Syllabus for Cosmology


A revised version of the syllabus is available.


  • 10 credits
  • Course code: 1FA209
  • Education cycle: Second cycle
  • Main field(s) of study and in-depth level: Physics A1N

    Explanation of codes

    The code indicates the education cycle and in-depth level of the course in relation to other courses within the same main field of study according to the requirements for general degrees:

    First cycle
    G1N: has only upper-secondary level entry requirements
    G1F: has less than 60 credits in first-cycle course/s as entry requirements
    G1E: contains specially designed degree project for Higher Education Diploma
    G2F: has at least 60 credits in first-cycle course/s as entry requirements
    G2E: has at least 60 credits in first-cycle course/s as entry requirements, contains degree project for Bachelor of Arts/Bachelor of Science
    GXX: in-depth level of the course cannot be classified.

    Second cycle
    A1N: has only first-cycle course/s as entry requirements
    A1F: has second-cycle course/s as entry requirements
    A1E: contains degree project for Master of Arts/Master of Science (60 credits)
    A2E: contains degree project for Master of Arts/Master of Science (120 credits)
    AXX: in-depth level of the course cannot be classified.

  • Grading system: Fail (U), Pass (3), Pass with credit (4), Pass with distinction (5)
  • Established: 2007-03-15
  • Established by:
  • Revised: 2018-08-30
  • Revised by: The Faculty Board of Science and Technology
  • Applies from: week 30, 2019
  • Entry requirements: 120 credits including 30 credits in mathematics and 60 credits in physics.
  • Responsible department: Department of Physics and Astronomy

Learning outcomes

On completion of the course, the student should be able to:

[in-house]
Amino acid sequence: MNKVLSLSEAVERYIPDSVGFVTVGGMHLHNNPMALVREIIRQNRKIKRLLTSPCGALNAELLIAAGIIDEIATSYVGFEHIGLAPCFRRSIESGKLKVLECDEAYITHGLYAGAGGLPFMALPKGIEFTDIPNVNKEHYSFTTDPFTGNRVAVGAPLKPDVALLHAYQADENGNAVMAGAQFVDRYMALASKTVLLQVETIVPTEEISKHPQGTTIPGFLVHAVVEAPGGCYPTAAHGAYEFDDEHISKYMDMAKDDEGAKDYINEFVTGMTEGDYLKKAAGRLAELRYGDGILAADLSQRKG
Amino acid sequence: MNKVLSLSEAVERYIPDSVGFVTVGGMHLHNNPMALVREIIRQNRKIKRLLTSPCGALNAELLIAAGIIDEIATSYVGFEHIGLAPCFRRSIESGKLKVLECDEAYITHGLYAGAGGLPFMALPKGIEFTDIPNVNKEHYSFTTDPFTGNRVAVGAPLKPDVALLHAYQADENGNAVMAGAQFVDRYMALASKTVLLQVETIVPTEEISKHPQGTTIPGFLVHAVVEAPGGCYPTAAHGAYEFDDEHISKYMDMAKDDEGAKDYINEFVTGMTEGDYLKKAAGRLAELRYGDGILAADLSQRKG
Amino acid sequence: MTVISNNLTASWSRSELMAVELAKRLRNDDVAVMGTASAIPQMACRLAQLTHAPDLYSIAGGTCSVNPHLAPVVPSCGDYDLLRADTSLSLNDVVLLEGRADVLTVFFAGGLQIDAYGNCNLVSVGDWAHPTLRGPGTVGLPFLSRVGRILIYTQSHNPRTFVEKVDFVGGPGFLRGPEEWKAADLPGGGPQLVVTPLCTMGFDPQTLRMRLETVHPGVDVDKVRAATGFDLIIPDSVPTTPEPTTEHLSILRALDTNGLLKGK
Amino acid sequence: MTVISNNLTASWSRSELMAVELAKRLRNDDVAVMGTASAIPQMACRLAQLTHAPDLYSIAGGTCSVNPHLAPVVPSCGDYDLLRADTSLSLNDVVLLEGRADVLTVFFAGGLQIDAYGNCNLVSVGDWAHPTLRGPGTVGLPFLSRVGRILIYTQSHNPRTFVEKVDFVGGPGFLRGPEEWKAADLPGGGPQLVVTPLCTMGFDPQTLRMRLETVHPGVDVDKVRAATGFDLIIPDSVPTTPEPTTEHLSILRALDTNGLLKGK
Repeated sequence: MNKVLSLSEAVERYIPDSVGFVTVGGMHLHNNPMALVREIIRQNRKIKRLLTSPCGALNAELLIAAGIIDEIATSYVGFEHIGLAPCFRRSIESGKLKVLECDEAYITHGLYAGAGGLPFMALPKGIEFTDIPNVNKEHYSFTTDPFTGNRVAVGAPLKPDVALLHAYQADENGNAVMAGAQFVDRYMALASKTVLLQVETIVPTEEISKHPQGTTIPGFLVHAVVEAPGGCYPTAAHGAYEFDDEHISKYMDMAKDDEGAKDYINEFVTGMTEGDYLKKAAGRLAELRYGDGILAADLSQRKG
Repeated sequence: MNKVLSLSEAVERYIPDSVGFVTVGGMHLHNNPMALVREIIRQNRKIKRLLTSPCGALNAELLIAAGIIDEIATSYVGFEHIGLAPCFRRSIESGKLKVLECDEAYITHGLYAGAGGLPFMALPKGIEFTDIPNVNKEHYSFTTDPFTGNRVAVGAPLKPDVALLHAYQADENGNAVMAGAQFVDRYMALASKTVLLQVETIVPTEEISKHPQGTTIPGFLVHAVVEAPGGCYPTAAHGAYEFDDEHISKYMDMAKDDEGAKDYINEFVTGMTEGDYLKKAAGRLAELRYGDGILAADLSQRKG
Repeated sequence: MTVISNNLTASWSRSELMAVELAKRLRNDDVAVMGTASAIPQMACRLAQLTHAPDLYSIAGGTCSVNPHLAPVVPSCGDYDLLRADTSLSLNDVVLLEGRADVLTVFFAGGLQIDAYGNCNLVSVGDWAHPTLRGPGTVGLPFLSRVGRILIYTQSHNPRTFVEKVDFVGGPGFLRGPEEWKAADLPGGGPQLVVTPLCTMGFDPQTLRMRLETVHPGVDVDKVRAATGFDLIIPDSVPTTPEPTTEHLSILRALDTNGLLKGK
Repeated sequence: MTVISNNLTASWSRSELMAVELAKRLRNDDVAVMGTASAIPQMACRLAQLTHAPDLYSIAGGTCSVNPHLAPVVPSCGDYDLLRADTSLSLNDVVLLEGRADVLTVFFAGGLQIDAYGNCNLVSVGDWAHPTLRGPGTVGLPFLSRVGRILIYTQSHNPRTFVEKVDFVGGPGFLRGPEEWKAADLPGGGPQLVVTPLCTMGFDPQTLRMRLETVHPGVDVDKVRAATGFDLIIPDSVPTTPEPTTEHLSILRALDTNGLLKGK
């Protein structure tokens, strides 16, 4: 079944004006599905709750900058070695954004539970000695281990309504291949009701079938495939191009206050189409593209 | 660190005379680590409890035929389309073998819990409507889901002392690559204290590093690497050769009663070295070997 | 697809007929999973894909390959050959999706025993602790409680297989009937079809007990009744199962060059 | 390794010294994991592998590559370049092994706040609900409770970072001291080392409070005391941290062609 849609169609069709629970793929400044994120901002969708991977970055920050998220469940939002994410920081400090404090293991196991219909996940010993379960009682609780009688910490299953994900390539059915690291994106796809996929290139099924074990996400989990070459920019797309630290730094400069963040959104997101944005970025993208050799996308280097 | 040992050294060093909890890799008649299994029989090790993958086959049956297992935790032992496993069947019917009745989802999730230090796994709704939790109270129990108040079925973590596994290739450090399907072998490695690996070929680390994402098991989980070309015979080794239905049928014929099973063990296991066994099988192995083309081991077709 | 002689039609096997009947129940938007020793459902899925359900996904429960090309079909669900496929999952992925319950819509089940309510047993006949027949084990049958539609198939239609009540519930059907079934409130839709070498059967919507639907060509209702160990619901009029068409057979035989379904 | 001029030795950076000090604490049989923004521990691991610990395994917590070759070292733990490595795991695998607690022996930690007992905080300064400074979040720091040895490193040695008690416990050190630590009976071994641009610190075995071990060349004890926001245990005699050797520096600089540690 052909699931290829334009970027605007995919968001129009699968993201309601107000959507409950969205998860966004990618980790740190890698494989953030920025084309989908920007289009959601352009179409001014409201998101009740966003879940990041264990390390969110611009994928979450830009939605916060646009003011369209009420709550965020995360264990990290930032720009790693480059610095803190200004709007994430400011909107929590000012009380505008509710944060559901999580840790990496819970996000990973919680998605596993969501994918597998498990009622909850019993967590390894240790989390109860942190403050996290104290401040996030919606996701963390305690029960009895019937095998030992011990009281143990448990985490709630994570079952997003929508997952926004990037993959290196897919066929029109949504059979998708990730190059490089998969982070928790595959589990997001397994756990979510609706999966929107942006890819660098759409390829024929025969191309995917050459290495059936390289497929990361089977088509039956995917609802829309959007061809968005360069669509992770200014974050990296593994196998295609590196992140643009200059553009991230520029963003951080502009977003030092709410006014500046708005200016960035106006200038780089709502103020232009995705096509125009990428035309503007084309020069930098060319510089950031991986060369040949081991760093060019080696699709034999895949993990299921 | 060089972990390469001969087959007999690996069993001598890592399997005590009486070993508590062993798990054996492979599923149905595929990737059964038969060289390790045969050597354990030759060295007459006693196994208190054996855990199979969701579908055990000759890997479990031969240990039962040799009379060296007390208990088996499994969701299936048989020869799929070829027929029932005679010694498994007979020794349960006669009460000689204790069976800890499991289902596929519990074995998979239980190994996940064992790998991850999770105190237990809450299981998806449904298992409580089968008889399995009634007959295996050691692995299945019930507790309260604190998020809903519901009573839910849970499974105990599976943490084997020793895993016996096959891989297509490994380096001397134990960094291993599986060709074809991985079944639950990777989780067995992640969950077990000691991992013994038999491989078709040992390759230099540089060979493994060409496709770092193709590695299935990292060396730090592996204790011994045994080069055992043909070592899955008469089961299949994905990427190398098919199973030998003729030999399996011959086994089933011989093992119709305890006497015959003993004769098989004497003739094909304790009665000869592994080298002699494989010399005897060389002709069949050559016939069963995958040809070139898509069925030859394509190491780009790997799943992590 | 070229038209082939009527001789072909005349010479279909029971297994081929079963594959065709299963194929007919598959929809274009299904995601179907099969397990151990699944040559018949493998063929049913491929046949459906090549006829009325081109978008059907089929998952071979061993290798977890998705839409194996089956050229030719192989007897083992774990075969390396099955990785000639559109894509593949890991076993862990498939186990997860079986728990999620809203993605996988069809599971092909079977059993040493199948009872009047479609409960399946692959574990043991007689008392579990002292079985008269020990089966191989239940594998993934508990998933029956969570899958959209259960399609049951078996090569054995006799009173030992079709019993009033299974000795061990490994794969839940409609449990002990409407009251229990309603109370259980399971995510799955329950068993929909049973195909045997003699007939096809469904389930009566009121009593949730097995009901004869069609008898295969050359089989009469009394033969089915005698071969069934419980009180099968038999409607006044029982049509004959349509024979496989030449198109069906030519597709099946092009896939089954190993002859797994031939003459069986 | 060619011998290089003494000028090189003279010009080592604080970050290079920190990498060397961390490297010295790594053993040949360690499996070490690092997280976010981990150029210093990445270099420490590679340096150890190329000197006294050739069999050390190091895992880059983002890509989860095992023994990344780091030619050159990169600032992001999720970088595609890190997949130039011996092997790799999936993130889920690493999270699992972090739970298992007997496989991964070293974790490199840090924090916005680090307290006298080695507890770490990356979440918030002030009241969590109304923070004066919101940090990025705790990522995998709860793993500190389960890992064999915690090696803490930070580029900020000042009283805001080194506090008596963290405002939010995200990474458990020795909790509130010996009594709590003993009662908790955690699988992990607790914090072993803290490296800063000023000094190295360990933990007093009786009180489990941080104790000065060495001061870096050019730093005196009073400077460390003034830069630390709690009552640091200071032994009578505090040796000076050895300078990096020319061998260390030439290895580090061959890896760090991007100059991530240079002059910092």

• account for and perform calculations concerning the observational methods that are used to determine the properties of the universe.
  • account for the theoretical background to modern cosmology and the most common misconceptions about the Big Bang model.
  • perform calculations concerning cosmological distances, cosmic dynamics, the energy content of the universe, cosmic background radiation, nucleosynthesis and thermodynamics in the early universe, cosmic inflation and the formation of large-scale structure.
  • identify, summarise and present the content of research papers relevant for some subfield of cosmology.
  • analyse observational data relevant for modern cosmology and formulate conclusions based on these.
  • propose strategies for observations and theoretical models that may lead to new insight about unsolved problems in cosmology.


The expansion of the universe and Hubble's law. The cosmological principle. Restrictions of Newtonian mechanics and the theory of special relativity. General relativity and the equivalence principle. The metrics of curved space/space-time. Black holes. Homogeneous and isotropic universes. The Robertson-Walker metric. Cosmological redshift. The Friedmann models. Big Bang. Thermodynamics of the early universe. The theory of inflation. Early fluctuations and their growth. The cosmic microwave background. Early nucleosynthesis and cosmochronology. The matter content of the universe. Dark matter. Dark energy. The determination of the cosmological parameters. Alternative cosmologies.


Lectures, exercises and seminars .


Seminars (3 credits), exercises (3 credits), written and oral presentation of a literature assignment (4 credits).

If there are special reasons for doing so, an examiner may make an exception from the method of assessment indicated and allow a student to be assessed by another method. An example of special reasons might be a certificate regarding special pedagogical support from the disability coordinator of the university.

Reading list

Reading list

Applies from: week 30, 2019

Some titles may be available electronically through the University library.

  • Ryden, Barbara Sue Introduction to cosmology

    San Francisco: Addison-Wesley, c2003

    Find in the library